Livni quits Knesset, vows to stay in public life

During meeting with Knesset Speaker Rivlin, Livni says she does not regret her past political endeavors, slams current gov't.

Livni tenders Knesset resignation 370 (photo credit: Itzik Harari, Knesset Spokesman)
Livni tenders Knesset resignation 370
(photo credit: Itzik Harari, Knesset Spokesman)
Former opposition and Kadima leader Tzipi Livni resigned from the Knesset and her party on Tuesday, saying she would continue working to better Israel’s future.
“My principles and my values require me to leave the Kadima faction in the Knesset,” she explained. “I have always said a seat is not everything, and at this point I must leave my seat in the Knesset.”
Livni’s resignation came a month after her loss to Shaul Mofaz in the Kadima leadership race. In the weeks following Mofaz’s victory, she hid from the public eye, making few statements on Facebook or Twitter and not revealing her plans.
The former foreign minister vowed that she was not leaving public life, and would work to improve the country.
“The State of Israel is too dear to me [for me] to stop dealing with its problems and its citizens,” she said. “It deserves better than what the current policies have to offer.”
Livni thanked her supporters, specifically the MKs who stood with her during the Kadima race, commending their “spine and personal strength.”
She pointed out that during her leadership, the party had received more votes than any other party in the last election, under a banner of clean politics backed with principles.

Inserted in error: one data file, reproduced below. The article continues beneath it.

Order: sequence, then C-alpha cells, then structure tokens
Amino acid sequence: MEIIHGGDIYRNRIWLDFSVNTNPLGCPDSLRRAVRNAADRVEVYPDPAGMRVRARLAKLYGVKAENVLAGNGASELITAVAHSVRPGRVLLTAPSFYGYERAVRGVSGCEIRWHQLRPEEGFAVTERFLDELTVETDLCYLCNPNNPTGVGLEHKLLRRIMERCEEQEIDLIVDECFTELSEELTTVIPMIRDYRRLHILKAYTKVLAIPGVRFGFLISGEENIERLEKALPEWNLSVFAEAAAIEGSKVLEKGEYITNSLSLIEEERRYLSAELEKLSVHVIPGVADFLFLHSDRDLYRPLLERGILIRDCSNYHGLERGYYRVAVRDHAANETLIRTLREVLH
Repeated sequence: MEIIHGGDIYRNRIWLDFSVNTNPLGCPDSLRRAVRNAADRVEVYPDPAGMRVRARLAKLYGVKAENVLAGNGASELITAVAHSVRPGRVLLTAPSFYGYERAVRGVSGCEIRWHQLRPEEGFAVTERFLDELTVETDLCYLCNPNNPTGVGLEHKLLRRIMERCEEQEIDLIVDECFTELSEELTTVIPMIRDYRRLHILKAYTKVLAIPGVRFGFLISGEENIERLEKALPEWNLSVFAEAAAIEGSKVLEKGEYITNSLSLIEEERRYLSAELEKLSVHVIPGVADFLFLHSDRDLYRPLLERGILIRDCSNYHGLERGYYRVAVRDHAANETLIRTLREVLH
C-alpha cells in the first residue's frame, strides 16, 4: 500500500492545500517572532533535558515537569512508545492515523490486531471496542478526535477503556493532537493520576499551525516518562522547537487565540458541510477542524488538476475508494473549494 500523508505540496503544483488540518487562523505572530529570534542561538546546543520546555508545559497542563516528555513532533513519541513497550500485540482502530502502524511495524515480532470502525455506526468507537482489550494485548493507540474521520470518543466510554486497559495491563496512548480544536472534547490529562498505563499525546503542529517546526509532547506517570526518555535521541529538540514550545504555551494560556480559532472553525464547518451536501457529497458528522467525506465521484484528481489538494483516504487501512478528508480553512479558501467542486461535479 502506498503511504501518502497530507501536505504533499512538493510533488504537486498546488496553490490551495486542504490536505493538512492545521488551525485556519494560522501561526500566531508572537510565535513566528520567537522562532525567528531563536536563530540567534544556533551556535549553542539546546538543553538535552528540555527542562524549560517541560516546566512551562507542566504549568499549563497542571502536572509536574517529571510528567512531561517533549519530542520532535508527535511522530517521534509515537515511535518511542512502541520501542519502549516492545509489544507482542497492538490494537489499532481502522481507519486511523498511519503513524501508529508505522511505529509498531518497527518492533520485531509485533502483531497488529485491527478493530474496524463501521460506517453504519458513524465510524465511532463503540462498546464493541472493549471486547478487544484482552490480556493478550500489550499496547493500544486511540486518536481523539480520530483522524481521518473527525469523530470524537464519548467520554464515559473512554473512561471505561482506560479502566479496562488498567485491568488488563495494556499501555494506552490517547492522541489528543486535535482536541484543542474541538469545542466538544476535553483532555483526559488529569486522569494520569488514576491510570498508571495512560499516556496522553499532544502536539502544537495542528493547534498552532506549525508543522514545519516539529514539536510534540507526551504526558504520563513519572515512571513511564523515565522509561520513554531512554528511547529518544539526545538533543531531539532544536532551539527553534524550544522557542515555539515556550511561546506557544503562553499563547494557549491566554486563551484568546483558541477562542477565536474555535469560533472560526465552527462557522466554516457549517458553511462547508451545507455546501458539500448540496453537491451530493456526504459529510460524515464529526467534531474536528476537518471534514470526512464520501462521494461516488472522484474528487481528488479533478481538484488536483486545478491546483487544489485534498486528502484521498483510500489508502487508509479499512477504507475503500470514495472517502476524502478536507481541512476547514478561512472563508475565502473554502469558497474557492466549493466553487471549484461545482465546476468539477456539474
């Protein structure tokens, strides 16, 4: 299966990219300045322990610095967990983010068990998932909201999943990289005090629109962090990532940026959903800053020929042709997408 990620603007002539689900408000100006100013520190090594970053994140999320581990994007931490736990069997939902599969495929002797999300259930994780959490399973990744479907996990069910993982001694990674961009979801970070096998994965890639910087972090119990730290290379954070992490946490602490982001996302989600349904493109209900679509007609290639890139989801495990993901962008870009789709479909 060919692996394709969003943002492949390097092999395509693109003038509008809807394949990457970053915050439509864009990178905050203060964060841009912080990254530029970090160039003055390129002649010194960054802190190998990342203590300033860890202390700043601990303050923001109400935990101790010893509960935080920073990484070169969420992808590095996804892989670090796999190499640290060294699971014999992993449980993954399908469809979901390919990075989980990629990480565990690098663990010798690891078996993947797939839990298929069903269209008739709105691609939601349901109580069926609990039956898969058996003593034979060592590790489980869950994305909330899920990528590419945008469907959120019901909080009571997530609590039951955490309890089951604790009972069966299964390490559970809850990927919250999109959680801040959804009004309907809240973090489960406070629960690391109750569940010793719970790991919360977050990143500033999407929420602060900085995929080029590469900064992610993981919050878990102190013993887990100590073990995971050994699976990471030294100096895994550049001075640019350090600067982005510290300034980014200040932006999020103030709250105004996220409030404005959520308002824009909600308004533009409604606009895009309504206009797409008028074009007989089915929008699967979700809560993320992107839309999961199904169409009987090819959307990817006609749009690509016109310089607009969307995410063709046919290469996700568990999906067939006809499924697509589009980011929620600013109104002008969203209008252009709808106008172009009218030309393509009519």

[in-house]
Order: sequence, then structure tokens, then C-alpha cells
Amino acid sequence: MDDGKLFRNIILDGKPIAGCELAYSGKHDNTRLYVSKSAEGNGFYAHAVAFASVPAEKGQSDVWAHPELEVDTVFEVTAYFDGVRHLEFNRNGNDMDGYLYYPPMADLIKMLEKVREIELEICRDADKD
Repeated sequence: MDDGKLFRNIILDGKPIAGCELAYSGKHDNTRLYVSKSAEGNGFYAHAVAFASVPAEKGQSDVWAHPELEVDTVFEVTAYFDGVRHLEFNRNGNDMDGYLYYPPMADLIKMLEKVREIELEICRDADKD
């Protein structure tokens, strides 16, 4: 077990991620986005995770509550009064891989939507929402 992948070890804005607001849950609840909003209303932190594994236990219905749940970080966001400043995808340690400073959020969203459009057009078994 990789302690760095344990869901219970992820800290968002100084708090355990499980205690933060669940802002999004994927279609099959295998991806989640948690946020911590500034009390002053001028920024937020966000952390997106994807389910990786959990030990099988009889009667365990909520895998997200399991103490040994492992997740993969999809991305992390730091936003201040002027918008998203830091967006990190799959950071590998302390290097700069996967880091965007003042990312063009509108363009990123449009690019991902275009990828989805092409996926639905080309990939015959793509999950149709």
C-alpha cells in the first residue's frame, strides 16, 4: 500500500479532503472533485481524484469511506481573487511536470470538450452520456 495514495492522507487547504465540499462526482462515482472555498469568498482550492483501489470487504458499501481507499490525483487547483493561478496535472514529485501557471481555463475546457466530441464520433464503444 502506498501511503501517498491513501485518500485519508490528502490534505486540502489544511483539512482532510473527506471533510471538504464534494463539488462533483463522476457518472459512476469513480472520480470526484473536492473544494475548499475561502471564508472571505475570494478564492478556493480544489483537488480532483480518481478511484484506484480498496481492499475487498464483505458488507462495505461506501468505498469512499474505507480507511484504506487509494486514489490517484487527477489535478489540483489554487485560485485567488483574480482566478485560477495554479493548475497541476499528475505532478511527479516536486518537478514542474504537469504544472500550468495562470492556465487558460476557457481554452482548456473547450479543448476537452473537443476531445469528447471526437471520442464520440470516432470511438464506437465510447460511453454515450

“I am not sorry I did not give in to political blackmail. I am not sorry I opposed stopping the diplomatic process, which is the key to the future of Israel, even if it cost me the job of prime minister. I am not sorry that I did not agree to sell the country to haredim [the ultra- Orthodox] just to be prime minister,” she stated in a press conference at the Knesset.
She emphasized the issue of negotiations with the Palestinians, saying that although it was not the public’s top concern at present, a true leader would promote the topic “even if it’s not in style at the moment.”
According to Livni, there is an immediate need to come to a permanent agreement with the Arab and Palestinian world in order to ensure Israel’s future as a Jewish, democratic state.
Following her speech, she gave her resignation letter to Knesset Speaker Reuven Rivlin, who said he was sure that she had not yet exhausted her potential in politics.
Her resignation in the Knesset will be valid as of Monday, when Yuval Tzelner will take her place. Livni is the fifth Kadima MK to depart since the start of the 18th Knesset.
Following Livni’s press conference, Kadima released a statement saying her resignation was unfortunate, but the party, under Mofaz’s leadership, would win the next election as the only real alternative to Prime Minister Binyamin Netanyahu.
“A senior position is reserved for Tzipi Livni, should she decide to return to political activity in Kadima during the upcoming election,” the party said.
Kadima MK Yohanan Plesner thanked Livni for her contribution to founding the party, adding that he believed she would find a way to stay part of Kadima outside of the Knesset.
Defense Minister Ehud Barak called her an “Israeli patriot who worked responsibly for Israel in international arenas as foreign minister,” and said she had been able to separate politics from the country’s diplomatic and security interests.
Labor leader Shelly Yacimovich said she was sorry to see Livni leave, because she was a fair and worthy person with extensive experience in diplomacy.
MK Danny Danon (Likud) predicted Kadima’s demise as a “valueless, trendy party that will find itself drowning fast.”
“Soon we’ll see Kadima MKs following Livni, who abandoned a sinking ship,” he added. “There is no room for them in the Likud.”